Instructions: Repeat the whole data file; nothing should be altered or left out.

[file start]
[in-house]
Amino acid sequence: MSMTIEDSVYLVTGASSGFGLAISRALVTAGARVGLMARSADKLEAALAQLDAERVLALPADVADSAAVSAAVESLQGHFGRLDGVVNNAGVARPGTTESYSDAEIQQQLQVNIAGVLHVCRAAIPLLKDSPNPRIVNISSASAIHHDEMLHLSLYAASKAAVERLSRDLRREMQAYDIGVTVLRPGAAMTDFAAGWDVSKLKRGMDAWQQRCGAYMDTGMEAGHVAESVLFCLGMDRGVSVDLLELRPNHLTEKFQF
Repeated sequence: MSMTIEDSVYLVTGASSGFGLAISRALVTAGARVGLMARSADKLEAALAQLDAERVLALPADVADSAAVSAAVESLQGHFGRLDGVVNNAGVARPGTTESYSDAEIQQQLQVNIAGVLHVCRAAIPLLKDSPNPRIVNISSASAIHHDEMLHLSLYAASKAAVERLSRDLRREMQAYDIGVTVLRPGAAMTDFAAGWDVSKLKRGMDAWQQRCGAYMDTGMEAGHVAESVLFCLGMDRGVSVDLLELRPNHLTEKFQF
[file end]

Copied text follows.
[in-house]
Amino acid sequence: MSMTIEDSVYLVTGASSGFGLAISRALVTAGARVGLMARSADKLEAALAQLDAERVLALPADVADSAAVSAAVESLQGHFGRLDGVVNNAGVARPGTTESYSDAEIQQQLQVNIAGVLHVCRAAIPLLKDSPNPRIVNISSASAIHHDEMLHLSLYAASKAAVERLSRDLRREMQAYDIGVTVLRPGAAMTDFAAGWDVSKLKRGMDAWQQRCGAYMDTGMEAGHVAESVLFCLGMDRGVSVDLLELRPNHLTEKFQF
Repeated sequence: MSMTIEDSVYLVTGASSGFGLAISRALVTAGARVGLMARSADKLEAALAQLDAERVLALPADVADSAAVSAAVESLQGHFGRLDGVVNNAGVARPGTTESYSDAEIQQQLQVNIAGVLHVCRAAIPLLKDSPNPRIVNISSASAIHHDEMLHLSLYAASKAAVERLSRDLRREMQAYDIGVTVLRPGAAMTDFAAGWDVSKLKRGMDAWQQRCGAYMDTGMEAGHVAESVLFCLGMDRGVSVDLLELRPNHLTEKFQF